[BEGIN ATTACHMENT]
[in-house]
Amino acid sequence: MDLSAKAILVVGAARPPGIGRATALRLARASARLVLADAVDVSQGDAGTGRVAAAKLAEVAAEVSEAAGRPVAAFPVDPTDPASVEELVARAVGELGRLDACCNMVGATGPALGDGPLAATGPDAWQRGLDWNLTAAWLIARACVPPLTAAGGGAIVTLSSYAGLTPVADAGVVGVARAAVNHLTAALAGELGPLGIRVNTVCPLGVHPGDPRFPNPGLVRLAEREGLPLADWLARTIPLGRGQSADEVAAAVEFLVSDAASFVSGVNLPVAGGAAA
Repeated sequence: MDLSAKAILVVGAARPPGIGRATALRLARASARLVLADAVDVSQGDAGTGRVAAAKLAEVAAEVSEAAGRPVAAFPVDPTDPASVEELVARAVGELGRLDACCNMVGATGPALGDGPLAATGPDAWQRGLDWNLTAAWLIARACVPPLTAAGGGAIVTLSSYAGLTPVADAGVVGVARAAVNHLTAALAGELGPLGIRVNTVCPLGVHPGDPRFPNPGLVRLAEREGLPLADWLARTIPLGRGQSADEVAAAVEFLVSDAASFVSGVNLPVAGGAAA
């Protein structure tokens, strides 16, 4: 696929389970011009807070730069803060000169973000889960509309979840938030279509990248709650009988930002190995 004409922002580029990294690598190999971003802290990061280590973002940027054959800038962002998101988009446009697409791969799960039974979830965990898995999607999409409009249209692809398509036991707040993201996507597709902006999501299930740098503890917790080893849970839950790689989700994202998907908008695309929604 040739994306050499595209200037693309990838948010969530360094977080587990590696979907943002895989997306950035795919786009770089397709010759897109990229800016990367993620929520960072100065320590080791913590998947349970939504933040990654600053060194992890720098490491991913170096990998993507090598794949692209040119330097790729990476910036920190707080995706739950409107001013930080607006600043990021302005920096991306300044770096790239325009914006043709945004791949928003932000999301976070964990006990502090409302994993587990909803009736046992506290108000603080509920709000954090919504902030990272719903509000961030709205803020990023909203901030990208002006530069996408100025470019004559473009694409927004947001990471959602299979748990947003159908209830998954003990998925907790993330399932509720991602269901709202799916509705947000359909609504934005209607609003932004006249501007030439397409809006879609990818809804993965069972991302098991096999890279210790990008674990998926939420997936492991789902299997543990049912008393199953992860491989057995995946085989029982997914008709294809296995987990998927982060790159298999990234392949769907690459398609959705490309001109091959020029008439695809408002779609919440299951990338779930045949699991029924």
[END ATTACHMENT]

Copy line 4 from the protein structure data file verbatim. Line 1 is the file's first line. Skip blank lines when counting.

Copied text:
């Protein structure tokens, strides 16, 4: 696929389970011009807070730069803060000169973000889960509309979840938030279509990248709650009988930002190995 004409922002580029990294690598190999971003802290990061280590973002940027054959800038962002998101988009446009697409791969799960039974979830965990898995999607999409409009249209692809398509036991707040993201996507597709902006999501299930740098503890917790080893849970839950790689989700994202998907908008695309929604 040739994306050499595209200037693309990838948010969530360094977080587990590696979907943002895989997306950035795919786009770089397709010759897109990229800016990367993620929520960072100065320590080791913590998947349970939504933040990654600053060194992890720098490491991913170096990998993507090598794949692209040119330097790729990476910036920190707080995706739950409107001013930080607006600043990021302005920096991306300044770096790239325009914006043709945004791949928003932000999301976070964990006990502090409302994993587990909803009736046992506290108000603080509920709000954090919504902030990272719903509000961030709205803020990023909203901030990208002006530069996408100025470019004559473009694409927004947001990471959602299979748990947003159908209830998954003990998925907790993330399932509720991602269901709202799916509705947000359909609504934005209607609003932004006249501007030439397409809006879609990818809804993965069972991302098991096999890279210790990008674990998926939420997936492991789902299997543990049912008393199953992860491989057995995946085989029982997914008709294809296995987990998927982060790159298999990234392949769907690459398609959705490309001109091959020029008439695809408002779609919440299951990338779930045949699991029924």